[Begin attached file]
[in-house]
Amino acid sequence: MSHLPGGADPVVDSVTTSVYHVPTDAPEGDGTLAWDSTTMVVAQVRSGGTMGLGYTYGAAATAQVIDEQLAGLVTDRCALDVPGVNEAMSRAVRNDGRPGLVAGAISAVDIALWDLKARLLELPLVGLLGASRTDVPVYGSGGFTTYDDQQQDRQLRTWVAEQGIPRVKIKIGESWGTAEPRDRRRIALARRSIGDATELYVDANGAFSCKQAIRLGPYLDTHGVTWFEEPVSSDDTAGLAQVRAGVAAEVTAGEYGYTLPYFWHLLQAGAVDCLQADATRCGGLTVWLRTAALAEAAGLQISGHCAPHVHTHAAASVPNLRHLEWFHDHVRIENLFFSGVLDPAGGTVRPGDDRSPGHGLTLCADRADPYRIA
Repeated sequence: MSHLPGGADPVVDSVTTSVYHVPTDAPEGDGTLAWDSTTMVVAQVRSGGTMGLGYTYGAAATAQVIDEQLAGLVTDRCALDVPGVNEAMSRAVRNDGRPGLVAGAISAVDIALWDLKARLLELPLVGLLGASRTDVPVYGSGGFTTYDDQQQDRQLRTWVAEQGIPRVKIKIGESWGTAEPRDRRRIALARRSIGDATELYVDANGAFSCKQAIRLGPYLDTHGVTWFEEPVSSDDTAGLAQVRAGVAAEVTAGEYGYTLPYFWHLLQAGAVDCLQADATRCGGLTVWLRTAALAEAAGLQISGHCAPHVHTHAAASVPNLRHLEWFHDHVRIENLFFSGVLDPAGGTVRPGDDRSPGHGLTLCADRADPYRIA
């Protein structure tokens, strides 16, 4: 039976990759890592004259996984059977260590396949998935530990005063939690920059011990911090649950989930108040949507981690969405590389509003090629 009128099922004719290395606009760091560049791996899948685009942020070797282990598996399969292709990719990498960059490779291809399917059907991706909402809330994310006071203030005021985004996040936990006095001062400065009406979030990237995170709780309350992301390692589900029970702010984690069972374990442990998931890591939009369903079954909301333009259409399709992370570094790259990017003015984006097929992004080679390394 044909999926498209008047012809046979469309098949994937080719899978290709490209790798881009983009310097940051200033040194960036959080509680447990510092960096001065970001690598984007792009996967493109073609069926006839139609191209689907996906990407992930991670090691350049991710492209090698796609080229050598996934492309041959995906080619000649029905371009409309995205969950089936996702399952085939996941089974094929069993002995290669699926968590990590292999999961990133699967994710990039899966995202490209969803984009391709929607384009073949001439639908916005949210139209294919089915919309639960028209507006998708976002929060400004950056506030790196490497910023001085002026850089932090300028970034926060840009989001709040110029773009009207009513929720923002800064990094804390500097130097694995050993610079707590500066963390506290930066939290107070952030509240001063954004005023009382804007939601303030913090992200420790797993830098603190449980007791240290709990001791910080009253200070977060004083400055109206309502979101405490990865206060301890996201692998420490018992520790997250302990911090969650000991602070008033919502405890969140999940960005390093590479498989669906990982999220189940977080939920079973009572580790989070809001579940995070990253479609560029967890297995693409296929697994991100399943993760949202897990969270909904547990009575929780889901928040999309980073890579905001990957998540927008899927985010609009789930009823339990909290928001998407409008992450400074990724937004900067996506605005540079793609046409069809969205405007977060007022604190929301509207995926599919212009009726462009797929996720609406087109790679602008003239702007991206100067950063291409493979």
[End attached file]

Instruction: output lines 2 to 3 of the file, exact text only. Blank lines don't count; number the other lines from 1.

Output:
Amino acid sequence: MSHLPGGADPVVDSVTTSVYHVPTDAPEGDGTLAWDSTTMVVAQVRSGGTMGLGYTYGAAATAQVIDEQLAGLVTDRCALDVPGVNEAMSRAVRNDGRPGLVAGAISAVDIALWDLKARLLELPLVGLLGASRTDVPVYGSGGFTTYDDQQQDRQLRTWVAEQGIPRVKIKIGESWGTAEPRDRRRIALARRSIGDATELYVDANGAFSCKQAIRLGPYLDTHGVTWFEEPVSSDDTAGLAQVRAGVAAEVTAGEYGYTLPYFWHLLQAGAVDCLQADATRCGGLTVWLRTAALAEAAGLQISGHCAPHVHTHAAASVPNLRHLEWFHDHVRIENLFFSGVLDPAGGTVRPGDDRSPGHGLTLCADRADPYRIA
Repeated sequence: MSHLPGGADPVVDSVTTSVYHVPTDAPEGDGTLAWDSTTMVVAQVRSGGTMGLGYTYGAAATAQVIDEQLAGLVTDRCALDVPGVNEAMSRAVRNDGRPGLVAGAISAVDIALWDLKARLLELPLVGLLGASRTDVPVYGSGGFTTYDDQQQDRQLRTWVAEQGIPRVKIKIGESWGTAEPRDRRRIALARRSIGDATELYVDANGAFSCKQAIRLGPYLDTHGVTWFEEPVSSDDTAGLAQVRAGVAAEVTAGEYGYTLPYFWHLLQAGAVDCLQADATRCGGLTVWLRTAALAEAAGLQISGHCAPHVHTHAAASVPNLRHLEWFHDHVRIENLFFSGVLDPAGGTVRPGDDRSPGHGLTLCADRADPYRIA